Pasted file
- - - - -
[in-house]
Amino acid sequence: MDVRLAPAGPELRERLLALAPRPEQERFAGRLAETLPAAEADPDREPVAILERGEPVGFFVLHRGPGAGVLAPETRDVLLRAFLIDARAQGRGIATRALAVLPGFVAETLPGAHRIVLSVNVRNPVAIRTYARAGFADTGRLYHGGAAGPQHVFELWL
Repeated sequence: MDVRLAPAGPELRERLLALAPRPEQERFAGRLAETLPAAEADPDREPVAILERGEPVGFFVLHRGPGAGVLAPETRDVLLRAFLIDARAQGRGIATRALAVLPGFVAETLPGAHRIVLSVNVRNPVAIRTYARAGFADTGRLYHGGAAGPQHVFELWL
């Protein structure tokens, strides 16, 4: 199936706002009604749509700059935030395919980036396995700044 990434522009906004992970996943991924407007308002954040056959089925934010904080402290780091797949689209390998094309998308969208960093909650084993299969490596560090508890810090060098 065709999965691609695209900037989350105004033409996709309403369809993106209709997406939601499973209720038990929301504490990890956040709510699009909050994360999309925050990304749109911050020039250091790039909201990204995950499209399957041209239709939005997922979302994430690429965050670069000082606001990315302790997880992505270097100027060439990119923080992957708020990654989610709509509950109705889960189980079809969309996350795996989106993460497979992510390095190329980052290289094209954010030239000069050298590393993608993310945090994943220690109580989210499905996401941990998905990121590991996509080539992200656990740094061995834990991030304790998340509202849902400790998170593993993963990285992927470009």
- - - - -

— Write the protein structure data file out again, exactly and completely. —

[in-house]
Amino acid sequence: MDVRLAPAGPELRERLLALAPRPEQERFAGRLAETLPAAEADPDREPVAILERGEPVGFFVLHRGPGAGVLAPETRDVLLRAFLIDARAQGRGIATRALAVLPGFVAETLPGAHRIVLSVNVRNPVAIRTYARAGFADTGRLYHGGAAGPQHVFELWL
Repeated sequence: MDVRLAPAGPELRERLLALAPRPEQERFAGRLAETLPAAEADPDREPVAILERGEPVGFFVLHRGPGAGVLAPETRDVLLRAFLIDARAQGRGIATRALAVLPGFVAETLPGAHRIVLSVNVRNPVAIRTYARAGFADTGRLYHGGAAGPQHVFELWL
């Protein structure tokens, strides 16, 4: 199936706002009604749509700059935030395919980036396995700044 990434522009906004992970996943991924407007308002954040056959089925934010904080402290780091797949689209390998094309998308969208960093909650084993299969490596560090508890810090060098 065709999965691609695209900037989350105004033409996709309403369809993106209709997406939601499973209720038990929301504490990890956040709510699009909050994360999309925050990304749109911050020039250091790039909201990204995950499209399957041209239709939005997922979302994430690429965050670069000082606001990315302790997880992505270097100027060439990119923080992957708020990654989610709509509950109705889960189980079809969309996350795996989106993460497979992510390095190329980052290289094209954010030239000069050298590393993608993310945090994943220690109580989210499905996401941990998905990121590991996509080539992200656990740094061995834990991030304790998340509202849902400790998170593993993963990285992927470009």